What we’ve seen so far in 2021 is not the end of the story. New Texas restrictions aren’t included in the tally simply because its legislature hasn’t finished yet. So far, 17 restrictions have passed one Texas house and are awaiting consideration by the other. Among the bills being considered in Texas are the standard anti-abortion fare — banning abortions for non-lethal fetal anomalies, making later abortions illegal, banning abortion at six weeks of pregnancy, and requiring intrusive counseling for patients, even if they don’t want it.
But what makes Texas stand out right now is a unique provision that is a part of this effort. Unlike every other state with similar laws, Texas’ law wouldn’t make it a crime to perform a prohibited abortion or threaten a doctor’s license. Rather, Texas’ proposed law would allow any person in the entire country to sue an abortion provider for performing an unlawful abortion in Texas. As if that isn’t unprecedented enough, the law would also allow any person in the country to sue any person who “aids or abets” someone in getting an abortion in violation of state laws.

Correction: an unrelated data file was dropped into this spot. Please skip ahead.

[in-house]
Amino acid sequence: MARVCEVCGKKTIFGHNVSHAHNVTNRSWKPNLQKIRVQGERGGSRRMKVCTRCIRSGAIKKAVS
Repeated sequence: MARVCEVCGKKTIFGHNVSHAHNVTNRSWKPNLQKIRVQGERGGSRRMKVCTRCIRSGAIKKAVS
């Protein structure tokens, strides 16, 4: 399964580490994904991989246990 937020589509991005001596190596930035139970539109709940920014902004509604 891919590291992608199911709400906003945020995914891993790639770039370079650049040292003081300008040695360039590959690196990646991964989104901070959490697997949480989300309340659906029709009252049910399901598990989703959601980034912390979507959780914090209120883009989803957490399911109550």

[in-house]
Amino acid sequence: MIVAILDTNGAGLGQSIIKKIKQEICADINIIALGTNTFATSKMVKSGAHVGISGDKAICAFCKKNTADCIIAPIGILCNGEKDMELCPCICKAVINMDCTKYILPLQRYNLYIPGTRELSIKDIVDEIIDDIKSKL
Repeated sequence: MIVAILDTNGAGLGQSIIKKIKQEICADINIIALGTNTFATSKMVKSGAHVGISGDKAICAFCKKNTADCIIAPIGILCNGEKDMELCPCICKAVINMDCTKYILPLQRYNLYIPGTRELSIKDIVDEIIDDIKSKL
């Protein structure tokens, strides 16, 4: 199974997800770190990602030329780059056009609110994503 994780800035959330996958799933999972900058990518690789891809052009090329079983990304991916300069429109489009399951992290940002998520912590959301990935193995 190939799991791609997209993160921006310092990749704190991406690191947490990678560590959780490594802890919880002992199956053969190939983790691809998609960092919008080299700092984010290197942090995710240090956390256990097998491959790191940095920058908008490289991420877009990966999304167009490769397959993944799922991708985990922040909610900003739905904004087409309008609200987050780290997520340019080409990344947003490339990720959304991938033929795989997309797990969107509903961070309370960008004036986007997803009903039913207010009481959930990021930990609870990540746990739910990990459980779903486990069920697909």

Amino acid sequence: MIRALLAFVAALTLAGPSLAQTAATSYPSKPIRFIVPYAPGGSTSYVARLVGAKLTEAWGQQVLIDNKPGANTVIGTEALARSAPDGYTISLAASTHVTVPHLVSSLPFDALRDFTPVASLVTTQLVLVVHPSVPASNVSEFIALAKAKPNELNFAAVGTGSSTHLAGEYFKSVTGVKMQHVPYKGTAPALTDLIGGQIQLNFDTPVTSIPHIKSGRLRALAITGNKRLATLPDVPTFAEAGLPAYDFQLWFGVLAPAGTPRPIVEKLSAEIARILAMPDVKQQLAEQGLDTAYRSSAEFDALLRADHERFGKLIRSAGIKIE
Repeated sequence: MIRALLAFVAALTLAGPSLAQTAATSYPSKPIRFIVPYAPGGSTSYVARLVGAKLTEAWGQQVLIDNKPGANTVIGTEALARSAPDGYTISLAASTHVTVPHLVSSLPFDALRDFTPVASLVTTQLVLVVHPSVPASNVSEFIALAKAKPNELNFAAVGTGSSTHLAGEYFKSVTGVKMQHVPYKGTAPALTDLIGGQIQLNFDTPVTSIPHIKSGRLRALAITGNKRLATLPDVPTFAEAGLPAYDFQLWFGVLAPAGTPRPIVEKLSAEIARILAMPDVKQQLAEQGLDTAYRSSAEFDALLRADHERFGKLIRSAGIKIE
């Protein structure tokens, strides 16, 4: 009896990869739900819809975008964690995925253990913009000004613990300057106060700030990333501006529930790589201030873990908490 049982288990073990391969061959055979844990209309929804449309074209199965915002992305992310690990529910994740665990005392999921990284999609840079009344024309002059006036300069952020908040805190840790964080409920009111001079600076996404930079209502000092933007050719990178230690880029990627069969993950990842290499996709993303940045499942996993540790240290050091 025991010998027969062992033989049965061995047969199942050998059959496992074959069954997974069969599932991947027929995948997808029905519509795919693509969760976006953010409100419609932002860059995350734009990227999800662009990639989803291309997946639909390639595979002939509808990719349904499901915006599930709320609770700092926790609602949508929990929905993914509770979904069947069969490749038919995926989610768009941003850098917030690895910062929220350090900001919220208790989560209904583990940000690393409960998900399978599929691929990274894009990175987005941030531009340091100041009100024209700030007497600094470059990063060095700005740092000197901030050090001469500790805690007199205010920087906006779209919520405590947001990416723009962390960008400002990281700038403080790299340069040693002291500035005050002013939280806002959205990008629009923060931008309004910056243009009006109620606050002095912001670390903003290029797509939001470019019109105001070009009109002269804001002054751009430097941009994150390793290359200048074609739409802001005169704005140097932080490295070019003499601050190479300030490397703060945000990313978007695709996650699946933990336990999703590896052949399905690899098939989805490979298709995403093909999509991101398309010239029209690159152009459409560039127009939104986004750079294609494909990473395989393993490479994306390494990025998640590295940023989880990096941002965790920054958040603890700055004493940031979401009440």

The effects of this law would be breathtaking. According to a letter, “someone — without even knowing the person who got an abortion — could sue the doctors who provided the procedure, as well as the nurses and clinic staff. Liability would also extend to people who provide logistical or emotional support to someone who gets abortion, which includes family members, clergy, rape crisis counselors. The bills hold people liable if they merely ‘intend’ to help a woman seeking an abortion.”
It doesn’t take long to figure out just how damaging this bill would be if enacted. Why would any doctor perform an abortion in Texas knowing that anyone in the country would be able to sue the doctor for providing care? Or, why would any rape counselor talk with a patient about abortion? Or friend drive someone to an abortion appointment? Or siblings share information with each other about the abortion clinic they recommend based on past experience? The possible lawsuits become endless, especially when you consider that any anti-abortion person in the country could bring the lawsuit, even if they have absolutely no connection whatsoever with the patient, the medical care provider, or even Texas.